We decided to just wander around Wellington, both to orient ourselves as well as to just get a feel for the city and the country.
We wandered around our neighborhood of Thorndon, which is in the area of the Parliament and other government buildings. An interesting feature of Wellington, possibly all of New Zealand, is that government buildings and offices are labeled in both English and Maori. And many of these signs have symbols, emblems, logos that are reminiscent of Maori tattoo or carved designs – the interlaced curves and spirals that likely represent fish, animals, plants, weather patterns in abstract forms. It seems, from what we’ve read, that the Maori people are well-represented and well-respected within the New Zealand culture and society as a whole – that they aren’t marginalized nor disenfranchised, the way so many indigenous people have been in so many countries colonized by European nations. At the same time, the Maori culture hasn’t been absorbed or diluted by the Anglo-Saxon culture of the British Commonwealth; the Maori people have kept their culture and language alive and vibrant. This seems to be, on day one, a very pluralistic society. And I like that!
So we walked along the waterfront, the Customshouse Quay, and practiced our Britishisms. “Yield” signs are now “Give Way.” Napkins are serviettes. Sometimes we understand a comment or answer the first time round, sometimes we have to say “sorry?” a time or two before we our American ears decipher the language. There are Chinese accents, Indian or Pakistani or Sri Lankan accents, Asian accents, Maori accents, and the New Zealand accent which is more like Australian (or perhaps Cockney?) than anything else – our ears are adjusting. Hopefully they will soon become educated.
We also walked up and down Cuba Street, which has all kinds of little shops and places to eat – and wonderful people watching. We looked at signs (“adverts”) for the Guy Fawkes Day fireworks (Monday, Nov. 5). We crossed bridges, looked at Maori canoes covered in fabulous carvings, and sampled the ever-present meat pies.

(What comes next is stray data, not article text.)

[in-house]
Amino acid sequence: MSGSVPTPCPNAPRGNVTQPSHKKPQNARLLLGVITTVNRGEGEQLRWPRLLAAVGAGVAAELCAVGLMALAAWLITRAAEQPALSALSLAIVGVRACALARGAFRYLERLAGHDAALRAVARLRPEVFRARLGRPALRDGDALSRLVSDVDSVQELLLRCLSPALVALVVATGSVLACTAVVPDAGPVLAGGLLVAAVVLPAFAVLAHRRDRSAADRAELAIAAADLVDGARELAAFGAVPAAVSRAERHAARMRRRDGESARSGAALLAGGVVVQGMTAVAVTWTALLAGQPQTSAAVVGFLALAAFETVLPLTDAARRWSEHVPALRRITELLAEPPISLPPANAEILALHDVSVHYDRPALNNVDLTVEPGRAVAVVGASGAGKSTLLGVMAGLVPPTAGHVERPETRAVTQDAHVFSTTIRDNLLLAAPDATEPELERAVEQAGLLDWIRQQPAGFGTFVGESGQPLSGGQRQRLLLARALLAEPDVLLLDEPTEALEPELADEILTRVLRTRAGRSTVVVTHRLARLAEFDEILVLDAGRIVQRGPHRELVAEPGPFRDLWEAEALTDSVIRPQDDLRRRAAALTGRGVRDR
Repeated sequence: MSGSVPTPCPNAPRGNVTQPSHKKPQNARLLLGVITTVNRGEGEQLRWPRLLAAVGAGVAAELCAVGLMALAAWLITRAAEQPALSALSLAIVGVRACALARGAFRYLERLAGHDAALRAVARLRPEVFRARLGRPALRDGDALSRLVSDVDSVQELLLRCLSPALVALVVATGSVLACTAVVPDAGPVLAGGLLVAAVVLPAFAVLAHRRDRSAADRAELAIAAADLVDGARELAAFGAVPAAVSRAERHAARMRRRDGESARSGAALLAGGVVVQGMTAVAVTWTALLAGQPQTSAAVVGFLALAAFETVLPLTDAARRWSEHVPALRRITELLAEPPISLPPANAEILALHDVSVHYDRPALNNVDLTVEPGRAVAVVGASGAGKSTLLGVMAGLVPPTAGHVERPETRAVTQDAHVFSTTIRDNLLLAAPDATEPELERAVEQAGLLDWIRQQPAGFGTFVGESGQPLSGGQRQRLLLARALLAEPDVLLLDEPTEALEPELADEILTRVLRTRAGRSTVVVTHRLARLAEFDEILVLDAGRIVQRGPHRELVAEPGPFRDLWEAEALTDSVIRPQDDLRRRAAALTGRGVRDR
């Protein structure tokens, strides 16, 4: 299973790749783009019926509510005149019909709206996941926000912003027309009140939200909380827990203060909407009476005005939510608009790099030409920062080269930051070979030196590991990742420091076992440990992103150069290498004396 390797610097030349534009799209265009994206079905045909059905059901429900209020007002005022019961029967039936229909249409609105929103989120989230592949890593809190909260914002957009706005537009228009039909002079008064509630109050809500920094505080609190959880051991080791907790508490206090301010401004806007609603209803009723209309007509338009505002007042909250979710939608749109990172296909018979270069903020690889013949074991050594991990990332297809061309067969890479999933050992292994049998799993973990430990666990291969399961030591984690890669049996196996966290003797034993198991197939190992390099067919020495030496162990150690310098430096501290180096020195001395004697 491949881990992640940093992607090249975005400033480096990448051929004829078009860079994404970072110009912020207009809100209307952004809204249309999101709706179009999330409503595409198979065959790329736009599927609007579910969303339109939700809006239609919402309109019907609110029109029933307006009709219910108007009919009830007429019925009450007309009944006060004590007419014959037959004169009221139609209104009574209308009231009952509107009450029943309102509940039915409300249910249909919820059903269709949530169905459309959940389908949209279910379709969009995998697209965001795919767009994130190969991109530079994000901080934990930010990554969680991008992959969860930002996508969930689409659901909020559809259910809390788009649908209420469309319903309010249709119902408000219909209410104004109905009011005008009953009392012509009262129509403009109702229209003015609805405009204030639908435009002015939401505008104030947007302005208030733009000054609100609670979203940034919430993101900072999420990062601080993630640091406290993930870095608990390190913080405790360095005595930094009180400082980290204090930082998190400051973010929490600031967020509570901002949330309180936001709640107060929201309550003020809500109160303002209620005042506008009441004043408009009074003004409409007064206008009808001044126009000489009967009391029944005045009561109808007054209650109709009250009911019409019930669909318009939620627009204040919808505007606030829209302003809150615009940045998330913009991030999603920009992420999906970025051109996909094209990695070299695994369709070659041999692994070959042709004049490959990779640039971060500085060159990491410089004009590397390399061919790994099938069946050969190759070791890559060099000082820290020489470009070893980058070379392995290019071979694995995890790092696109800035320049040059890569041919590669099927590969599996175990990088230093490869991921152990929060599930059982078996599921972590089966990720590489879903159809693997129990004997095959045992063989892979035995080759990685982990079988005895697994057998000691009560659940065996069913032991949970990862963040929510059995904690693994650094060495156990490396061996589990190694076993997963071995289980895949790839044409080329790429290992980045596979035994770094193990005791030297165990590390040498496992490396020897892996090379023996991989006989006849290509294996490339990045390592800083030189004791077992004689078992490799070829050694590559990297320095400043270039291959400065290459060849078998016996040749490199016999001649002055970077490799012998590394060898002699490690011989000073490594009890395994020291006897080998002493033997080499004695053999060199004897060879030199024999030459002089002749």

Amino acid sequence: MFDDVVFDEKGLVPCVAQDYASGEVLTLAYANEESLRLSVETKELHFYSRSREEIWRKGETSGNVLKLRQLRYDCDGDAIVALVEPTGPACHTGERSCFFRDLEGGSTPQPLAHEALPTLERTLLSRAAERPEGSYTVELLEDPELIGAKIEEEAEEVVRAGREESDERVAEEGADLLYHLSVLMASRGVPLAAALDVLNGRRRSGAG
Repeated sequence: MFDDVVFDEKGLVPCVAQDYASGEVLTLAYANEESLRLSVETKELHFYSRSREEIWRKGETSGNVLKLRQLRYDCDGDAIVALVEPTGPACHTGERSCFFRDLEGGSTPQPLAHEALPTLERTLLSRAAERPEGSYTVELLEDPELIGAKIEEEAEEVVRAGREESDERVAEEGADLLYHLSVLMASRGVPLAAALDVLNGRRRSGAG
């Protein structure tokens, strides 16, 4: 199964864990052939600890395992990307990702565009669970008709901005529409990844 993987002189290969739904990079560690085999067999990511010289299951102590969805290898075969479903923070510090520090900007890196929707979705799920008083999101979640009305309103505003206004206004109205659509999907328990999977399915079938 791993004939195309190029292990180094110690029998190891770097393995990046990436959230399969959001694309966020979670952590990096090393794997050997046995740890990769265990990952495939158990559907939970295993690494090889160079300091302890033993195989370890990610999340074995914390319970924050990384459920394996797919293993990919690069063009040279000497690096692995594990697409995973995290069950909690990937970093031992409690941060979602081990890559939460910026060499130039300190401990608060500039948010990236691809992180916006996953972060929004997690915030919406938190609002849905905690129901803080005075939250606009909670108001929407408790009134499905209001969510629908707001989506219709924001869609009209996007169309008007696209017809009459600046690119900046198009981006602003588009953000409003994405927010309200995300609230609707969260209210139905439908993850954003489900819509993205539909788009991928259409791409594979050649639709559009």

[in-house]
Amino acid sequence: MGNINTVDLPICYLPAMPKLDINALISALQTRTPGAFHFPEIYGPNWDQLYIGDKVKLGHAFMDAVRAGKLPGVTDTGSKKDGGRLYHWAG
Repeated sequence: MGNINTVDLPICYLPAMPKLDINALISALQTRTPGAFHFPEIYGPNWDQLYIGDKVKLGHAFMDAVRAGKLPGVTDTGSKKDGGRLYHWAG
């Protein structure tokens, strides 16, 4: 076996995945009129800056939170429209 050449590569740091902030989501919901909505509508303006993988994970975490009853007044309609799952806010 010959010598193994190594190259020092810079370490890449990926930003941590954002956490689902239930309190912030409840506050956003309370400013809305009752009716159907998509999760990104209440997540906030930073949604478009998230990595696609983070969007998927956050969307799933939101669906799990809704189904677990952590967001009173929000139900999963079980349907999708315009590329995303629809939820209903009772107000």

We also are used to being the rebellious colonies - now we're in an area that is proudly part of the British Commonwealth!
And of course tea – choices of tea, served in a heated pot and with a small pitcher of milk, because this is part of the Commonwealth.
The Queen is on the twenty dollar bill, Sir Edmund Hillary is on the five, and a penguin is on the back. Well, the
karearea is on the back of the twenty, it seems to be some kind of bird of prey, I’m not sure what. I suspect “karearea” is the Maori name, since the penguin is labeled “hoiho” – and I know this is really a penguin.
It's a beautiful sunny day, although we think the breeze is chilly. But there are Wellingtonians out enjoying the early spring, full of sunshine and the promise of summer - runners, bikers, joggers, walkers, mothers with babies in strollers, mothers with toddlers on leashes, young couples, old tourists, groups of students, businessmen or politicians in suits - everyone is out and about, along the quay or on the quirky bridges, getting some bracingly fresh air during their lunch break.
It’s an adjustment. It’s only our first day, so we’re taking it slowly, and letting our minds and bodies adjust to this new place and new season.